'One-trick' ponies – US, India and China markets are rallying on single narratives, investors need to be cautious, say experts
- Equity markets in
India, China and the US have witnessed a rally in the last one month.
- According to market experts, this rally is based on a single “narrative”, and hence investors need to exercise caution.
- More specifically, analysts point out that the rally in India is driven by the growth narrative, which looks ‘feeble’.
AdvertisementEquity markets in India, China and the US have been rallying over the last one month, but each for a different reason – India on hopes of growth, China on expectations of exit from zero-Covid policy and the likely pivot in the US Fed’s monetary policy is pushing the US markets. Market experts advise caution since these rallies are all based on singular narratives for each market.
Over the last one month, India’s benchmark indices Sensex and Nifty50 have risen 2.2%, scaling new all-time highs in this period.
On the other hand, Hong Kong’s Hang Seng index has surged 16.4%, while the Shanghai Composite added a more modest 4.2% to its value.
US equity markets, too, have rallied after bears and bulls locked horns in the months before – while the S&P 500 gained 5%, the Dow Jones Industrial Average added 3.4% to its value in the last one month. The tech-heavy Nasdaq also bounced back, with gains of 6.4%.
On an average, stock markets in a basket of key developed markets (MSCI World) posted an increase of 7% in this period, according to an analysis by Kotak Institutional Equities.
In comparison, the MSCI Emerging Markets (MSCI EM) index, which is a basket of key developing markets including China, India, Brazil, Mexico, Malaysia, among others, registered an increase of 15% in US dollar terms.
Leading the growth in the MSCI EM basket were China, Taiwan and Korea, while India registered an increase of 6% in US dollar terms.
However, the rally in equity markets, both in the developed and the developing world, has been driven by singular “narratives”, according to a report by Kotak Institutional Equities.
“We attribute the recent strong move in global markets to specific ‘narratives’ in various markets – China’s exit from its zero-Covid policy over the next few months, strong growth in India, and the US Fed’s pivot on its monetary policy, with peaking inflation in the US,” the report said.
While the experts believe that China’s zero-Covid policy relaxation, and US Fed slowing down the pace of rate hikes are possible, they say that the growth narrative of India leaves them “perplexed”.
GDP growth cuts, limited scope for earnings upgrades – India’s growth story looks ‘feeble’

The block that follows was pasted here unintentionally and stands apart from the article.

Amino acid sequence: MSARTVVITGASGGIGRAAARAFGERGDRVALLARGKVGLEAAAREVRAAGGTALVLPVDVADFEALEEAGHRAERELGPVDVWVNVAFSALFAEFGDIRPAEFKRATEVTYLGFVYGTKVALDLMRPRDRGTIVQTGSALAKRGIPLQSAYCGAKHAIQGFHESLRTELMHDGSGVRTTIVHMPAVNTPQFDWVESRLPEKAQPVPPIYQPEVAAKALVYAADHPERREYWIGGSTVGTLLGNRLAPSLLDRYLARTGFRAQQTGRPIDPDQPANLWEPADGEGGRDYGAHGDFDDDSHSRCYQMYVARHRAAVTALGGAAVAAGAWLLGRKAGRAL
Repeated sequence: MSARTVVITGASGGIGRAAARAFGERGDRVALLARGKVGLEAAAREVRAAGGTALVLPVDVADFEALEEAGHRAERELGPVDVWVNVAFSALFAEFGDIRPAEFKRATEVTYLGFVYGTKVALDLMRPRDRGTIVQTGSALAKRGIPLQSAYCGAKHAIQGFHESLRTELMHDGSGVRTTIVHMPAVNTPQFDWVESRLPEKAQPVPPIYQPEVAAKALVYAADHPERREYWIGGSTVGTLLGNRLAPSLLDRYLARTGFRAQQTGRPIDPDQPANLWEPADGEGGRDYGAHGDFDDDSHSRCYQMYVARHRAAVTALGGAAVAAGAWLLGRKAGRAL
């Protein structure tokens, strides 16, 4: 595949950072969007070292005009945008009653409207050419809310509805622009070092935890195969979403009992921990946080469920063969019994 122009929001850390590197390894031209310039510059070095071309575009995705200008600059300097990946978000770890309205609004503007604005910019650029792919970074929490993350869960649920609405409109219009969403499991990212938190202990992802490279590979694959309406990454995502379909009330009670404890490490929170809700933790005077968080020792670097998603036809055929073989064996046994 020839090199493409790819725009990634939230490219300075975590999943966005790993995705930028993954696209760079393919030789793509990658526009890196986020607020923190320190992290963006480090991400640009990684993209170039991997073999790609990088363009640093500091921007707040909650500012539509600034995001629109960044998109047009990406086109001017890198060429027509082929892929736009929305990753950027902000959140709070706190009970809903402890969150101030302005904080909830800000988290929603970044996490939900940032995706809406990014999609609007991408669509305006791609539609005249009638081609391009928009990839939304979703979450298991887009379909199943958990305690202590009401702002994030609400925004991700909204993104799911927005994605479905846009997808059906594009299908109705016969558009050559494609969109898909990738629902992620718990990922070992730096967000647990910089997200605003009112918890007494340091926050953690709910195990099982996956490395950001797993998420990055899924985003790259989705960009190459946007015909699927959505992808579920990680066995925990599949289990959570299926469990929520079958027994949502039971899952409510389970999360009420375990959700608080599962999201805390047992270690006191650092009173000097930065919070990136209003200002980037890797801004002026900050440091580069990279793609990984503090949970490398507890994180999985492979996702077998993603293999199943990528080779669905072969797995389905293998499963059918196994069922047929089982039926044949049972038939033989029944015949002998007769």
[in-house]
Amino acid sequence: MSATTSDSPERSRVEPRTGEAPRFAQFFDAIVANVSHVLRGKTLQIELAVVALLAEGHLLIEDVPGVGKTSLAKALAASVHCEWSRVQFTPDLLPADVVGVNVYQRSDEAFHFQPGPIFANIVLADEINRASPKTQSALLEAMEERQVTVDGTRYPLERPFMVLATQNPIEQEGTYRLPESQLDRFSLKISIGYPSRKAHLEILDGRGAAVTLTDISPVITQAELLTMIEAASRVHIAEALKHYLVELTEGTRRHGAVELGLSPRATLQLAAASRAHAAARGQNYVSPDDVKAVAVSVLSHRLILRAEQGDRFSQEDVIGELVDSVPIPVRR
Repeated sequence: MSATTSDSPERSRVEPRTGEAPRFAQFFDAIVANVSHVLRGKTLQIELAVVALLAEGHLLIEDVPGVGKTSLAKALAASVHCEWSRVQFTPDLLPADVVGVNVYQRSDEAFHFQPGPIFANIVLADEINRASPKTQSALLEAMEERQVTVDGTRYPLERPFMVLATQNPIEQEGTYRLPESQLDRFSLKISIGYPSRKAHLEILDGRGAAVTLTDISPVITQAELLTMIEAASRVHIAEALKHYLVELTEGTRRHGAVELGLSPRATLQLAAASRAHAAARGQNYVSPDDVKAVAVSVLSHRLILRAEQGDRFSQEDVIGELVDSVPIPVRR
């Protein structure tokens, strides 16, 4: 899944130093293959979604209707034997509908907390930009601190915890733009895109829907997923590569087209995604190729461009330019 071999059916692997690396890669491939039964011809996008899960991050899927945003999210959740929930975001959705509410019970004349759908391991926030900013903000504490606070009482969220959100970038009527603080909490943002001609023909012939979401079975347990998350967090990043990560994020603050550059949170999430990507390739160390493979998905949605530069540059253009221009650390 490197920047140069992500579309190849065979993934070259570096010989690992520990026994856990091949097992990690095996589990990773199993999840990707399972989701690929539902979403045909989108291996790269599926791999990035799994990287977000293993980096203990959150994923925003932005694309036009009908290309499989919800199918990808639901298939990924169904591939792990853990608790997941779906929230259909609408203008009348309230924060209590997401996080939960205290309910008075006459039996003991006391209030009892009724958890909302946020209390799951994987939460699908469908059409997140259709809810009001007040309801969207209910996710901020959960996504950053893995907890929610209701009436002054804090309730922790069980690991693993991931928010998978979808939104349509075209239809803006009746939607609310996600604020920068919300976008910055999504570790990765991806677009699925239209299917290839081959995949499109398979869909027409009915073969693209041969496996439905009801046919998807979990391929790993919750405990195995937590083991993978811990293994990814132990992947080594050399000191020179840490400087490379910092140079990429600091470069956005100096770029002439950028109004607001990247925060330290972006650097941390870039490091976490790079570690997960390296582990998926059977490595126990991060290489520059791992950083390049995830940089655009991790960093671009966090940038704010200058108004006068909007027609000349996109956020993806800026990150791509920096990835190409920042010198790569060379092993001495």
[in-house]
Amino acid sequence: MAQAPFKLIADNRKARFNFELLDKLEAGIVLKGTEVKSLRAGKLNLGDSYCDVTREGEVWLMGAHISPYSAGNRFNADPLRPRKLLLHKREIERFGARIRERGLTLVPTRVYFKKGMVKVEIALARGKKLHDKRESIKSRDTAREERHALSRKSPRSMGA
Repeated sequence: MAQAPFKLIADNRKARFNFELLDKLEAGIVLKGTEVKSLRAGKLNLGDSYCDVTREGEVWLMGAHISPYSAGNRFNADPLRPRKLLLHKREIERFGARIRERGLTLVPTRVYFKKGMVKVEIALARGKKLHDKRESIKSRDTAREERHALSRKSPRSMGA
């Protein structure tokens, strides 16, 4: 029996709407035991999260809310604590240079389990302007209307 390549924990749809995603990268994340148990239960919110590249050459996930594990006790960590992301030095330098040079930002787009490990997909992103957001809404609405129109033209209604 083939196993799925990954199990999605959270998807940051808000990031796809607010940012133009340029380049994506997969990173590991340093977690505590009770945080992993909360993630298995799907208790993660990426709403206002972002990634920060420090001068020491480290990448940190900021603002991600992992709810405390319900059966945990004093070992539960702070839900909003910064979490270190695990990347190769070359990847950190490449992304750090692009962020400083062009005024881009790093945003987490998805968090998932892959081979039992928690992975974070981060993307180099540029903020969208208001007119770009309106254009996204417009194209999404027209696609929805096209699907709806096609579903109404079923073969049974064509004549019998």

Indian equity markets have been one of the best performers amongst major economies. The key drivers have been India’s GDP growth and inflation levels that are relatively better than its rivals.
However, according to the Kotak report, this rally is on feeble grounds, given that the three-year macro and micro data suggest that the growth is fairly muted.
The 2QFY23 GDP increased at a 3-year CAGR of 2.5% on a weak pre-Covid base, the report said.
For context, India’s Q1 GDP in real terms came in at 13.5%, while Q2 GDP growth stood at 6.3%. India has also seen a spate of cuts in GDP growth forecast, with the new projections for 2023 now ranging from 4.8-6.9%.
“We remain cautious on India’s growth prospects as the global demand risks slowing down and lagged impact of domestic monetary policy actions. GDP growth in FY2023 is likely to be in the range of 6.5-6.8%,” said Suvodeep Rakshit, Chief Economist, Kotak Institutional Equities.
Weak consumption and delayed rural recovery
Consumption, too, witnessed weakness, with a compounded annual growth rate (CAGR) of 3.2% between Q1 FY20 and Q1 FY23, which is the slowest in the past nine quarters.
“We see limited scope of earnings upgrades given the backdrop of weaker-than-expected domestic economic recovery,” the research firm added further.
The consumption weakness also reflected in auto sales in November – the sales were muted not only on a sequential basis, but also over the longer term, according to Kotak.
“The Indian automobile sector is a classic example – multiples are near all-time highs, whereas volumes have been fairly disappointing on a longer-term basis,” the report added.
According to a Motilal Oswal report, rural consumption trends still remain weak, lagging urban spending for the sixth consecutive quarter. Going forward, too, rural spending is expected to remain a mixed bag.
Earlier, analysts polled by Business Insider India recommended investors to deploy a ‘buy on dips’ strategy, given the turbulence and uncertainty in global markets.
“In this context, the current setup is a ‘Buy on Dips’ market. We recommend investors maintain good liquidity (10%) to use such dips in a phased manner to build a position in quality companies and with an investment horizon of 12-18 months," said Axis Securities in a research note.
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